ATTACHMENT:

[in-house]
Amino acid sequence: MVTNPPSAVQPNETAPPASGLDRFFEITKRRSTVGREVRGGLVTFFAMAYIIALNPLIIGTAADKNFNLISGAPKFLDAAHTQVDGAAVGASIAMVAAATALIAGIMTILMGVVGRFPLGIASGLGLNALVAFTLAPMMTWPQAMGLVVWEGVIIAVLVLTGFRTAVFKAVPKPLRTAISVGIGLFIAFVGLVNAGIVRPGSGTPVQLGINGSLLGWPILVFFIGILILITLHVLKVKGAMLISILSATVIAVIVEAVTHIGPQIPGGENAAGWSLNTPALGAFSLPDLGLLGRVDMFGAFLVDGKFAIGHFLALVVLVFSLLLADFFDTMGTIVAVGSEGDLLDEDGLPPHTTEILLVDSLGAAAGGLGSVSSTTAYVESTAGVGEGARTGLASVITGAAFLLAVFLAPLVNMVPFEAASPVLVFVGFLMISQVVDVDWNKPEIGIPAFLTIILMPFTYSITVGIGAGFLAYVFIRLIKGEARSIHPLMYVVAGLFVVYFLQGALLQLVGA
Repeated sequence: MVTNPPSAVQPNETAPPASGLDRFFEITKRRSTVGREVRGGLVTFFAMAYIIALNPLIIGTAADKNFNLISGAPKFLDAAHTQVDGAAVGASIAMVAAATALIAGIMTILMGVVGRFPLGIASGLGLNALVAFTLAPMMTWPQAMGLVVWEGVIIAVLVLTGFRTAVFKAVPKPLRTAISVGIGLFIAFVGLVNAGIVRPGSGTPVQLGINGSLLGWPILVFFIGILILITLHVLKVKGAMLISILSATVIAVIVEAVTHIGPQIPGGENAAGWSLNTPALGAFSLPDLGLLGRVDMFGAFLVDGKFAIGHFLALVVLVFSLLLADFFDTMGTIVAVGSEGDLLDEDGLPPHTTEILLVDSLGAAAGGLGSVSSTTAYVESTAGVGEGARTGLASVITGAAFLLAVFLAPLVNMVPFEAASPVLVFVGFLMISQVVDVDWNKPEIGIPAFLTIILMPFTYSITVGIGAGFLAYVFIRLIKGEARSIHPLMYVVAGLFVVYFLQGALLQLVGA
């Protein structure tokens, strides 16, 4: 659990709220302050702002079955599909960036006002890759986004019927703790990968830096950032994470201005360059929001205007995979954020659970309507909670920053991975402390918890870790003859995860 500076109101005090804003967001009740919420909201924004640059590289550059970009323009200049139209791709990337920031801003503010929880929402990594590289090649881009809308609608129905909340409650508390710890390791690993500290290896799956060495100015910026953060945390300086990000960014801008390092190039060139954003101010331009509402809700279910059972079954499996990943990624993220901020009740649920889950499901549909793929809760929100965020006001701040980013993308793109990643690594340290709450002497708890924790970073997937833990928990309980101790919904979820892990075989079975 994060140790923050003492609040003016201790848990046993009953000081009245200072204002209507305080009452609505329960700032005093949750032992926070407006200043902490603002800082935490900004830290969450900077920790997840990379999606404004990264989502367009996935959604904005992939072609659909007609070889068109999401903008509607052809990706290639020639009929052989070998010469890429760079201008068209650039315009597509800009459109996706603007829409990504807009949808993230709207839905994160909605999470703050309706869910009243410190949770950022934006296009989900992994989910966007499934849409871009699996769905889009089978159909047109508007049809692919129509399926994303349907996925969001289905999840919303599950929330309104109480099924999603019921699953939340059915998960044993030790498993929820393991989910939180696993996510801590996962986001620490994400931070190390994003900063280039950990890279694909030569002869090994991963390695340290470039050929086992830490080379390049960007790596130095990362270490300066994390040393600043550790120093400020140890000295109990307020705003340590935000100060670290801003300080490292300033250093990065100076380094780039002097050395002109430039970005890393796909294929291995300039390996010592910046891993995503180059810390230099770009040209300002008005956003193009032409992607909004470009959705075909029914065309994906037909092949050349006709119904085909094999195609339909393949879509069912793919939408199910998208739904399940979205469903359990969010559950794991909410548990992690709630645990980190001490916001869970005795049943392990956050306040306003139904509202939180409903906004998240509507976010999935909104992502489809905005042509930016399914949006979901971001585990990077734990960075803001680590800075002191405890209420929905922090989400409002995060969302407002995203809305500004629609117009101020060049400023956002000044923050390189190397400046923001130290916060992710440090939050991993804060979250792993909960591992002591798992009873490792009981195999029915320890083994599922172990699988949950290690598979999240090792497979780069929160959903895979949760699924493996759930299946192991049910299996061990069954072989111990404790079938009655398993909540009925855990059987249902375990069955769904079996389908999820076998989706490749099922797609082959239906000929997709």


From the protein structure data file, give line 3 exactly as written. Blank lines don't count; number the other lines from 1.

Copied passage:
Repeated sequence: MVTNPPSAVQPNETAPPASGLDRFFEITKRRSTVGREVRGGLVTFFAMAYIIALNPLIIGTAADKNFNLISGAPKFLDAAHTQVDGAAVGASIAMVAAATALIAGIMTILMGVVGRFPLGIASGLGLNALVAFTLAPMMTWPQAMGLVVWEGVIIAVLVLTGFRTAVFKAVPKPLRTAISVGIGLFIAFVGLVNAGIVRPGSGTPVQLGINGSLLGWPILVFFIGILILITLHVLKVKGAMLISILSATVIAVIVEAVTHIGPQIPGGENAAGWSLNTPALGAFSLPDLGLLGRVDMFGAFLVDGKFAIGHFLALVVLVFSLLLADFFDTMGTIVAVGSEGDLLDEDGLPPHTTEILLVDSLGAAAGGLGSVSSTTAYVESTAGVGEGARTGLASVITGAAFLLAVFLAPLVNMVPFEAASPVLVFVGFLMISQVVDVDWNKPEIGIPAFLTIILMPFTYSITVGIGAGFLAYVFIRLIKGEARSIHPLMYVVAGLFVVYFLQGALLQLVGA